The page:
Thursday, September 21 served as the first teacher workday of the school year. It was not only a break for students but a beneficial opportunity for teachers and staff at Leesville as well
Throughout the school year, approximately five weekdays are devoted to “teacher workdays.” Teachers are given a full day to catch up on work, attend meetings, and complete anything else needed without the attendance of their students.
“I am planning on making a lot of parent phone calls, catch up on grading, print out copies of my next unit, and work on some long term planning for the rest of the semester,” said Jeffrey Moran, a history teacher at Leesville Road, about his plans for the day.
Staff often use the day to accomplish all tasks that are unable to be fulfilled on a standard day when they also have to teach class.
Because of the work time that they are gifted with, teachers have a strong appreciation for the days built into the calendar. Without the workdays, many teachers would not be able to achieve their goals, such as finishing extra work and attending meetings.
“I’m always grateful for the workdays, as it gives teachers an opportunity to catch up on grading, lesson planning, emails, paperwork, and all the other fun stuff associated with teaching. Plus, we don’t have to report to school as early on workdays, which means we get to sleep in a little bit!,” said Robert Thornhill, science teacher at Leesville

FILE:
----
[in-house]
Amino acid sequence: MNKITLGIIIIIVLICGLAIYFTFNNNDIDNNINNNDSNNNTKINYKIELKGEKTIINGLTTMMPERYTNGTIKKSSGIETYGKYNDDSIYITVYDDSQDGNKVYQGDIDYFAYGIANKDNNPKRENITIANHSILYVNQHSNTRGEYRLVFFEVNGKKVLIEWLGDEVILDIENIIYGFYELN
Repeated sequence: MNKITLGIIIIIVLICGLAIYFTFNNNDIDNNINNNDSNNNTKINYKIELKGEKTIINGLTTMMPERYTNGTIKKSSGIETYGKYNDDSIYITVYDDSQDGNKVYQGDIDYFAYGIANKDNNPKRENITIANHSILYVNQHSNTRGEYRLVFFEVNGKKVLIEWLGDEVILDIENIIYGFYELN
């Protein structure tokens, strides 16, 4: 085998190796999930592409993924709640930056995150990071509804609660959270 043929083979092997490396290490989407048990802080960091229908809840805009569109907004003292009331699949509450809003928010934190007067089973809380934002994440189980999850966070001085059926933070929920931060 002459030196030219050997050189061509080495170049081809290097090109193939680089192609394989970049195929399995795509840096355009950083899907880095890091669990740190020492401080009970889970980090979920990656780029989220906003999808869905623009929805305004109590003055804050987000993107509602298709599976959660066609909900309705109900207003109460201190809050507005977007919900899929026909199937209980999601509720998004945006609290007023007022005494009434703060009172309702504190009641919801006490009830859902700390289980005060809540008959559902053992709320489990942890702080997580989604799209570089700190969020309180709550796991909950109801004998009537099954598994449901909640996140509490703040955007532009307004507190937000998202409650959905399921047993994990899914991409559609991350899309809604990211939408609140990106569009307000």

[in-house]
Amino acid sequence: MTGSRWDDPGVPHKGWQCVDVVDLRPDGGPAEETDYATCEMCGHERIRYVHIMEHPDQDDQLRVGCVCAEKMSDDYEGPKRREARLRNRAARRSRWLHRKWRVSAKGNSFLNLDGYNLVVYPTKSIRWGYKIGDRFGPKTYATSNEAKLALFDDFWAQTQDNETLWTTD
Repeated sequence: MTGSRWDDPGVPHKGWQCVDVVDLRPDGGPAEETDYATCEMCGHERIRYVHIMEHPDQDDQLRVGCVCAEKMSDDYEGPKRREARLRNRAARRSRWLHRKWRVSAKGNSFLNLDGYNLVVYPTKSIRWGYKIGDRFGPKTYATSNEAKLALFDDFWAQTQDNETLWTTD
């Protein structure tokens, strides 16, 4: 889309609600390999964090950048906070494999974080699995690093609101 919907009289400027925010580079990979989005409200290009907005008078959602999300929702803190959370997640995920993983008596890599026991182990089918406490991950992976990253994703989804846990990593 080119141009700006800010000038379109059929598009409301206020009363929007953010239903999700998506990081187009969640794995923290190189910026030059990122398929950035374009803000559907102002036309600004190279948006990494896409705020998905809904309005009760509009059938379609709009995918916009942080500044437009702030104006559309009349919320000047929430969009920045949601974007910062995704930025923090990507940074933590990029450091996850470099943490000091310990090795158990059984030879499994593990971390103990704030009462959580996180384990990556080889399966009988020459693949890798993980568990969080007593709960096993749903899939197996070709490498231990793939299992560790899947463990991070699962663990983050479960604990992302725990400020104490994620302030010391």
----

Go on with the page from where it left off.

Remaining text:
Seeing that the past workday fell on a Thursday and appeared to be an interruption to the school week, many negative feelings arose about the event. Although rumors of concern about the disruption to the week drifted through the halls of the school, teachers still came to work organized and prepared for the day ahead.
“To me, it doesn’t usually make a big difference which day of the week the workday falls on…Occasional workdays enable teachers to get a lot of things done that are difficult to do during a typical work week. Plus, when the school year has been grinding on for a while, they are a nice change of pace, I think–both for teachers and students,” said Thornhill.